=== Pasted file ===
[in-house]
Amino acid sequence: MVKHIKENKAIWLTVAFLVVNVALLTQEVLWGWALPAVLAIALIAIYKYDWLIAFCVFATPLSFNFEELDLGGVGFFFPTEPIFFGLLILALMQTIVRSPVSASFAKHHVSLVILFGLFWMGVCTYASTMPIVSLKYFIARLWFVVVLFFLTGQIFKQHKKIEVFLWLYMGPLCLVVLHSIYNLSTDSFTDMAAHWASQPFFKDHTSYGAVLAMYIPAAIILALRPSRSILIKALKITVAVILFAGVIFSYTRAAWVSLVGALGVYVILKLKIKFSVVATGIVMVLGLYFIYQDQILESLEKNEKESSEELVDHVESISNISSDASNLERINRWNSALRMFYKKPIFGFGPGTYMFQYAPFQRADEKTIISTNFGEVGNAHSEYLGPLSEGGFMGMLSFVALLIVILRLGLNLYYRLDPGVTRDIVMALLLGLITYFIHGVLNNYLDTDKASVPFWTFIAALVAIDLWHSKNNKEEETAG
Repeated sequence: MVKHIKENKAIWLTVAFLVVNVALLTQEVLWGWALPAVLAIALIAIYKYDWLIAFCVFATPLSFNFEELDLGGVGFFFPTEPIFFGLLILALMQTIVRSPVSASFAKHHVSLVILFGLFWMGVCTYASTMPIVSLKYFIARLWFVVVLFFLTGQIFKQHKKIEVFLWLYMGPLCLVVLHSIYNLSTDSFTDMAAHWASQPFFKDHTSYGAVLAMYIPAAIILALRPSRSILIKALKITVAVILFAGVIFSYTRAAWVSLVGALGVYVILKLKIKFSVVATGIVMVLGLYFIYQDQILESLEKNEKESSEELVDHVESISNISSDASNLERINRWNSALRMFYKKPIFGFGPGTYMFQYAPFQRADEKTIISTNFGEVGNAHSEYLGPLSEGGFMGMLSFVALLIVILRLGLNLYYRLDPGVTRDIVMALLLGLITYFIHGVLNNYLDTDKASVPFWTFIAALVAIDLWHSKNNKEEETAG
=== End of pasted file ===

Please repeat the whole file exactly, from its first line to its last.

[in-house]
Amino acid sequence: MVKHIKENKAIWLTVAFLVVNVALLTQEVLWGWALPAVLAIALIAIYKYDWLIAFCVFATPLSFNFEELDLGGVGFFFPTEPIFFGLLILALMQTIVRSPVSASFAKHHVSLVILFGLFWMGVCTYASTMPIVSLKYFIARLWFVVVLFFLTGQIFKQHKKIEVFLWLYMGPLCLVVLHSIYNLSTDSFTDMAAHWASQPFFKDHTSYGAVLAMYIPAAIILALRPSRSILIKALKITVAVILFAGVIFSYTRAAWVSLVGALGVYVILKLKIKFSVVATGIVMVLGLYFIYQDQILESLEKNEKESSEELVDHVESISNISSDASNLERINRWNSALRMFYKKPIFGFGPGTYMFQYAPFQRADEKTIISTNFGEVGNAHSEYLGPLSEGGFMGMLSFVALLIVILRLGLNLYYRLDPGVTRDIVMALLLGLITYFIHGVLNNYLDTDKASVPFWTFIAALVAIDLWHSKNNKEEETAG
Repeated sequence: MVKHIKENKAIWLTVAFLVVNVALLTQEVLWGWALPAVLAIALIAIYKYDWLIAFCVFATPLSFNFEELDLGGVGFFFPTEPIFFGLLILALMQTIVRSPVSASFAKHHVSLVILFGLFWMGVCTYASTMPIVSLKYFIARLWFVVVLFFLTGQIFKQHKKIEVFLWLYMGPLCLVVLHSIYNLSTDSFTDMAAHWASQPFFKDHTSYGAVLAMYIPAAIILALRPSRSILIKALKITVAVILFAGVIFSYTRAAWVSLVGALGVYVILKLKIKFSVVATGIVMVLGLYFIYQDQILESLEKNEKESSEELVDHVESISNISSDASNLERINRWNSALRMFYKKPIFGFGPGTYMFQYAPFQRADEKTIISTNFGEVGNAHSEYLGPLSEGGFMGMLSFVALLIVILRLGLNLYYRLDPGVTRDIVMALLLGLITYFIHGVLNNYLDTDKASVPFWTFIAALVAIDLWHSKNNKEEETAG